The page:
Kimbley v. Kaiser Foundation Hospitals (1985)

Annotate this Case
[Civ. No. 23320. Court of Appeals of California, Third Appellate District. January 25, 1985.]

LILLIE L. KIMBLEY, Plaintiff and Appellant, v. KAISER FOUNDATION HOSPITALS et al., Defendants and Respondents.

(Opinion by Regan, Acting P. J., with Blease and Sparks, JJ., concurring.)

COUNSEL

Estelle A. Schleicher for Plaintiff and Appellant.

Lee A. Archer, Willis F. McComas, Steven R. Faires and Archer & McComas for Defendants and Respondents.

OPINION

REGAN, Acting P. J.

Plaintiff appeals from the judgment entered after a jury returned a verdict for defendants on her complaint alleging negligent medical treatment by various physicians and employees of Kaiser Foundation [164 Cal. App. 3d 1168] Hospitals and Permanente Medical Group, under the Kaiser Foundation Health Plan, Inc. The sole question on appeal is whether subscribers to the Kaiser Foundation Health Plan should have been automatically excluded as jurors in this action against the plan or its related entities. We hold here there is no such requirement, and thus, there was no error in the trial below.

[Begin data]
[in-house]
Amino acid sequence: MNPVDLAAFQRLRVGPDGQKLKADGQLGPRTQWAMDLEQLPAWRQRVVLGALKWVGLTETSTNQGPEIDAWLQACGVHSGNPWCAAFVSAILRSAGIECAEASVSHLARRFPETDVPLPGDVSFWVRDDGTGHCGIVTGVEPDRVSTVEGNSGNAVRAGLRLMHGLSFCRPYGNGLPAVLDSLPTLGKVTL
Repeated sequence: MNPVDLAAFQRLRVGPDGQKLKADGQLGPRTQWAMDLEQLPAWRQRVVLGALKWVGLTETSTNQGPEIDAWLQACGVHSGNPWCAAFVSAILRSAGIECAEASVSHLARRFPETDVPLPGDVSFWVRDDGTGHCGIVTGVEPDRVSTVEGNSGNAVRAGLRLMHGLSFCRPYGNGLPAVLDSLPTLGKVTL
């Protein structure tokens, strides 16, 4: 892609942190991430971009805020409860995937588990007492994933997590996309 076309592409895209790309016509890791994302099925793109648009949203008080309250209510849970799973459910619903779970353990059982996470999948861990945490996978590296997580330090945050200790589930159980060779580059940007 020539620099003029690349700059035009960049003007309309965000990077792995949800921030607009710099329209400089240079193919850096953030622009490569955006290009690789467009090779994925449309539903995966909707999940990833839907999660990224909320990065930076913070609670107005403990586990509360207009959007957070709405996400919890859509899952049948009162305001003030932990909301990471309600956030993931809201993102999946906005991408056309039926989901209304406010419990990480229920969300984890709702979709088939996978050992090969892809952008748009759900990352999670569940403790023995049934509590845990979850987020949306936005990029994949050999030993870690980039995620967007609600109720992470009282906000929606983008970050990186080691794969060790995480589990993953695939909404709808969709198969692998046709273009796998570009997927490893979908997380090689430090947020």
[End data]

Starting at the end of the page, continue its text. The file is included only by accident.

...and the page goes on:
Facts

Plaintiff filed this action for medical malpractice against Kaiser Foundation Hospitals, Permanente Medical Group and Kaiser Foundation Plan, Inc., fn. 1 on February 8, 1979. Plaintiff alleged she sustained physical injuries as a result of orthopedic care given her at the Kaiser facility in Sacramento. Plaintiff had originally sustained a fractured wrist after falling. Plaintiff's wrist was X-rayed and cast at the Kaiser emergency room. She was reexamined the next day to determine whether the wrist was properly reduced and cast. On the following day, a physician partially cut the cast to relieve pressure.

Plaintiff complained the original reduction fell below the appropriate standard of care, with insufficient angulation of the bones. She claimed the original and subsequent treatment resulted in the slippage of the fracture, the development of causalgia, requiring correctional surgery, and other injuries attributable to the side effects of her medications. Experts' opinions conflicted as to whether the fracture should have been reset.

The case proceeded to trial on August 25, 1983. Plaintiff's counsel moved to exclude all members of the Kaiser Foundation Health Plan from the jury "on the grounds [sic] that any member of the Kaiser Plan is a person financially interested in the case, ...." Stating "there has to be some showing for cause," the court denied the motion.